Compassion fatigue and burnout are both problems that frequently plague helping professions like behavioral health and human services. Employees in these industries spend long hours caring for others, but often struggle to find time for self-care to help them recover from high workloads and emotionally fatiguing job roles. Both compassion fatigue and burnout can lead to issues in employees’ professional and personal lives and contribute to issues such as employee turnover and lost productivity.
As such, it’s crucial for leaders in behavioral health and human services organizations to understand how to identify symptoms of compassion fatigue vs. burnout in order to properly address these issues with their teams. The two conditions often appear quite similar but the causes differ. Find out how to differentiate compassion fatigue vs. burnout and what steps employers can take to help employees avoid experiencing either condition.
What Is Compassion Fatigue?
Compassion fatigue is a form of secondary traumatic stress that typically impacts caregivers, first responders, and healthcare workers. It’s a type of emotional exhaustion that often leads to decreased empathy or compassion, emotional disconnection, and feelings of hopelessness. Compassion fatigue not only impacts the employee’s work, but it also impacts their personal life and overall well-being.
Behavioral health clinicians, social workers, and other health professionals who provide direct care to patients dealing with issues related to grief, depression, abuse, addiction, and trauma are at a high risk of compassion fatigue. This condition can worsen with long work hours, heavy workloads, or working with a patient population that may act out and threaten providers, such as incarcerated persons or those experiencing extreme mental distress.
What Is Burnout?
Burnout is more of a general exhaustion related to an employee’s work. The World Health Organization defines burnout as a syndrome stemming from chronic workplace stress that hasn’t been properly managed. One key difference between compassion fatigue vs. burnout is that the latter doesn’t necessarily stem from helping others through stress or trauma. It can arise from high workloads, inadequate support from managers and peers, long hours, and other stressors in the work environment.
Burnout is also incredibly common in behavioral health. Before the pandemic, the American Psychological Association estimated that 21-61% of behavioral health workers were experiencing burnout. Today, that number is estimated to be significantly higher. One recent study of a community-based mental health services organization in New York found that 70.6% of clinicians surveyed were experiencing high levels of burnout.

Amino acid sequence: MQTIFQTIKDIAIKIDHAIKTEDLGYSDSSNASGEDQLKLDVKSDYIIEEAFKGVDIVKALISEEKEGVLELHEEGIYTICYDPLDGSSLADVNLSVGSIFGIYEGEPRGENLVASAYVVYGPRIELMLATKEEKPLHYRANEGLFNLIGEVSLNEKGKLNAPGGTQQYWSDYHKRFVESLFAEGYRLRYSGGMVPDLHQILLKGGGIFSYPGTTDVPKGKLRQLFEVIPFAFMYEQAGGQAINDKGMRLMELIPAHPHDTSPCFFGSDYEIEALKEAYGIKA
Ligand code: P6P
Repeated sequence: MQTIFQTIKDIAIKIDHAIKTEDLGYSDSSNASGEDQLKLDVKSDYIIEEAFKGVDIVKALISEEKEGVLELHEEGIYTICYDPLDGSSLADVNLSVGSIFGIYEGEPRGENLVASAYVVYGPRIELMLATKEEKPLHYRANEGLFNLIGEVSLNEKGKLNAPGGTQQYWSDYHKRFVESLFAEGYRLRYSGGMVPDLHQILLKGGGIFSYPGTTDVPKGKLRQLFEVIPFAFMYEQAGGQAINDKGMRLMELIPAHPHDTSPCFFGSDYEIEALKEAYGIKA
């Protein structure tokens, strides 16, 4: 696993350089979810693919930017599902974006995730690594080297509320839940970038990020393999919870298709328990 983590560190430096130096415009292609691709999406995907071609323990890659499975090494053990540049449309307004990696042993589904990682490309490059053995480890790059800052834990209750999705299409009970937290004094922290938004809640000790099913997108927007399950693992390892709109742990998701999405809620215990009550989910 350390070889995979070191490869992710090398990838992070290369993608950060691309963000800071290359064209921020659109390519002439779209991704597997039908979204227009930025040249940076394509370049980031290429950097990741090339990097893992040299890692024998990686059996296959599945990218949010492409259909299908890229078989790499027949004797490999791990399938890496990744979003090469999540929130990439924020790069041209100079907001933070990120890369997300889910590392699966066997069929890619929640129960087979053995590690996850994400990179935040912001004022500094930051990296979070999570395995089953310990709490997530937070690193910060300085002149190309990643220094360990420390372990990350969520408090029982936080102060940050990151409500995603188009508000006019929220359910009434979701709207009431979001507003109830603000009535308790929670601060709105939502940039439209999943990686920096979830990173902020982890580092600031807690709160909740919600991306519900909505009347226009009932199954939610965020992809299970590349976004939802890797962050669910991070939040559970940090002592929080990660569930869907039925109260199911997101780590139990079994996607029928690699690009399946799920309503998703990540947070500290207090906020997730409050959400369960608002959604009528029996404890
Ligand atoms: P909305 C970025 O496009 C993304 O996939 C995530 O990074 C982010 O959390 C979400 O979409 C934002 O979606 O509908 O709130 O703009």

Identifying Compassion Fatigue vs. Burnout
It’s best to catch both compassion fatigue and employee burnout early so that you can provide timely support to the employee before the quality of care starts to significantly decrease or they decide to leave the company. To properly identify compassion fatigue vs. burnout, it’s vital to understand the warning sides of each concern. The symptoms can look similar at first glance, so it’s paramount that behavioral health leaders know what to look for and how to properly differentiate them so the appropriate interventions can be implemented.
Common signs of compassion fatigue include:
- Feelings of helplessness related to patient suffering
- Lowered productivity and reduced sense of personal accomplishment related to work
- Increased irritability, anger, or sadness
- Feelings of depersonalization
- Emotional detachment towards patients, family members, and loved ones
- Decreased ability to handle stressors
Warning signs and symptoms of burnout include:
- Exhaustion or low energy
- A negative or cynical outlook toward one’s job
- Reduced productivity or job performance
- Emotional disconnection from one’s job
Employees battling compassion fatigue can also experience burnout, but the key difference is in the root cause or origin of the problem. Compassion fatigue stems from vicarious trauma due to helping others. While supporting others through traumatic events and emotionally charged situations, clinicians can become emotionally exhausted and begin to experience their own sense of traumatization.
Burnout, however, can apply to any job role and any workplace stressor in any industry. Employees who don’t work with patients can still experience burnout due to excessive workloads and poor work-life balance without experiencing the secondary trauma associated with compassion fatigue.
In behavioral health, burnout can often rise from long hours and high workloads related to short staffing. ContinuumCloud’s 2023 Behavioral Health Industry Trends Report found that 91% of behavioral health organizations have a turnover rate of 20% or higher. High turnover rates paired with increasing demand for services, can lead to employees putting in extra hours or taking on additional work for prolonged periods. If they don’t have adequate recovery time and healthy coping strategies to manage the extra stress, burnout may occur.
Strategies for Minimizing Compassion Fatigue and Burnout